“We, heads of State and Government, … are committed to making the right to development a reality for everyone and to freeing the entire human race from want.”
UN Millennium Declaration
Development is a Human Right
“In Search of Dignity and Sustainable Development for All”, Right to Development Anniversary Side Event, 29 February 2016
The new Agenda recognizes the need to build peaceful, just and inclusive societies that provide equal access to justice and that are based on respect for human rights (including the right to development), on effective rule of law and good governance at all levels and on transparent, effective and accountable institutions.
Transforming our world: the 2030 Agenda for Sustainable Development
Significant progress has been made in global efforts towards realising the vision of the 1986 United Nations Declaration on the Right to Development1 (‘the Declaration’).
- Globally, the number of people living in extreme poverty has declined by more than half, falling from 1.9 billion in 1990 to 836 million in 2015.
- The proportion of undernourished people in the developing regions has fallen by almost half since 1990.
- Globally, 2.1 billion people have gained access to improved sanitation and 91% of the global population is using an improved drinking water source, compared to 76% in 1990.
- The global under-five mortality rate has declined by more than half. Since 1990, the maternal mortality ratio has declined by 45% worldwide.
- The number of out-of-school children of primary school age worldwide has fallen by almost half, to an estimated 57 million in 2015, down from 100 million in 2000.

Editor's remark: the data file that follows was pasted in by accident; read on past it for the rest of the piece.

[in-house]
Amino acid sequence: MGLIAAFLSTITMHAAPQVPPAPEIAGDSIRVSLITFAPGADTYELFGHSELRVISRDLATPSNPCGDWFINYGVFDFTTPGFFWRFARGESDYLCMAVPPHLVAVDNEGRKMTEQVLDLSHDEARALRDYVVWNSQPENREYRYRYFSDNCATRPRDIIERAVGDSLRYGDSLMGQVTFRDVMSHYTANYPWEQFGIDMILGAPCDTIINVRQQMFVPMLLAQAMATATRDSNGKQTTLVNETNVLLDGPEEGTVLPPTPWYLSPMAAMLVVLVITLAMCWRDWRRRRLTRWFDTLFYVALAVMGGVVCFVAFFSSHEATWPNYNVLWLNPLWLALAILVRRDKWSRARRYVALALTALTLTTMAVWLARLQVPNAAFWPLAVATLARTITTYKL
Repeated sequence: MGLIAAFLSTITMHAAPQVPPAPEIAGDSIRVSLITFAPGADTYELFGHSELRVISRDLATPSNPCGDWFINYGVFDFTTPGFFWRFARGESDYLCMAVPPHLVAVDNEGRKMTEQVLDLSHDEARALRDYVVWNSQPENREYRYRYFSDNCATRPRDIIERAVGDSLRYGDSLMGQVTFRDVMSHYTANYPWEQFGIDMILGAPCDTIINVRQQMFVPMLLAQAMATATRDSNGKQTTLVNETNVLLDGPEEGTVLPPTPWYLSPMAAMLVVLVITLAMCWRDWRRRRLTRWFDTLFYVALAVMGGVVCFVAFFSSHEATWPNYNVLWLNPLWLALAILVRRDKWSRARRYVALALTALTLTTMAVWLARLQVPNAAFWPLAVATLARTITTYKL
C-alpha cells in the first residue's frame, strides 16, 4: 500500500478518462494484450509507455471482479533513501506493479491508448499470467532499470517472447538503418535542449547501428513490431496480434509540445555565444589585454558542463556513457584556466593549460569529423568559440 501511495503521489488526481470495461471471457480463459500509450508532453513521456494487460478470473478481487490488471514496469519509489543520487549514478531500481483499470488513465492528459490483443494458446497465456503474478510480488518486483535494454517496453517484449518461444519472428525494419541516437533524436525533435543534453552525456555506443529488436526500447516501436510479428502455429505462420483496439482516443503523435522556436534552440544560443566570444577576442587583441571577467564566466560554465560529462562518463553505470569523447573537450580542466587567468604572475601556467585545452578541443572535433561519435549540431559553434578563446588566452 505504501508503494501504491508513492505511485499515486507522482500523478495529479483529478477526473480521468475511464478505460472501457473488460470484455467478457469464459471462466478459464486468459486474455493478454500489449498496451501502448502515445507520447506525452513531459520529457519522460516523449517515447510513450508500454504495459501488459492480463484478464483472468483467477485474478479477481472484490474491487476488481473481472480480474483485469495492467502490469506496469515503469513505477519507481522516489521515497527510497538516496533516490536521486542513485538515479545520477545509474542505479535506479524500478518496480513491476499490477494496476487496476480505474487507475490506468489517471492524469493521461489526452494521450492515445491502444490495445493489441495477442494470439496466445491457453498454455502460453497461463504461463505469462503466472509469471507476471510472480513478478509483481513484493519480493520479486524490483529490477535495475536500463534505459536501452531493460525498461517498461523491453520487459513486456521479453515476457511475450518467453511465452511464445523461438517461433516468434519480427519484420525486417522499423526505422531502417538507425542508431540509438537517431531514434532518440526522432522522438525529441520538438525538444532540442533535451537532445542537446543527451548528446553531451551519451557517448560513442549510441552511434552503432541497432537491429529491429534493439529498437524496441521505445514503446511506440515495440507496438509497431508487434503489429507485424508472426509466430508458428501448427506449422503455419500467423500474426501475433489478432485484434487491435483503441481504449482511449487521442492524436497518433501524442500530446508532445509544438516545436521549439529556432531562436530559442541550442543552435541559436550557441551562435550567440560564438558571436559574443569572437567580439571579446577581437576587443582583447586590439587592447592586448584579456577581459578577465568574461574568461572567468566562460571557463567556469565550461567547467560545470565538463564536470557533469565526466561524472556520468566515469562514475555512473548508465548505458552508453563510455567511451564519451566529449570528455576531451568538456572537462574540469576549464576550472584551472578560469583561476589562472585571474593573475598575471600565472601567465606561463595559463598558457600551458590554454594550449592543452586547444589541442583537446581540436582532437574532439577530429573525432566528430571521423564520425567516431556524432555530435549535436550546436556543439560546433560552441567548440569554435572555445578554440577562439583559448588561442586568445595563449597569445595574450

- Official development assistance increased by 66% in real terms between 2000 and 2014, reaching $135.2 billion.
- The proportion of external debt service to export revenue in developing countries fell from 12% in 2000 to 3% in 2013.2
Yet for all these gains, progress has been uneven, particularly in Africa, least developed countries, landlocked developing countries, and small island developing States3. Globally, persistent poverty and rising inequalities remain among the many interconnected threats to peace and security, human rights and development. Consequently, the global commitment to “making the right to development a reality for everyone”4 contained in the Millennium Declaration remains unfulfilled in several respects:
- Millions of people are being left behind, especially the poorest and those disadvantaged because of their sex, age, disability, ethnicity or geographic location5. In 2011, nearly 60% of the world’s one billion extremely poor people lived in only five countries6.
- Just 62 individuals now hold the same wealth as 3.6 billion others7, the poorer half of humanity. Around $7.6 trillion of personal wealth is said to be hidden in offshore accounts8 and developing countries are estimated to be losing $170 billion a year to tax havens9.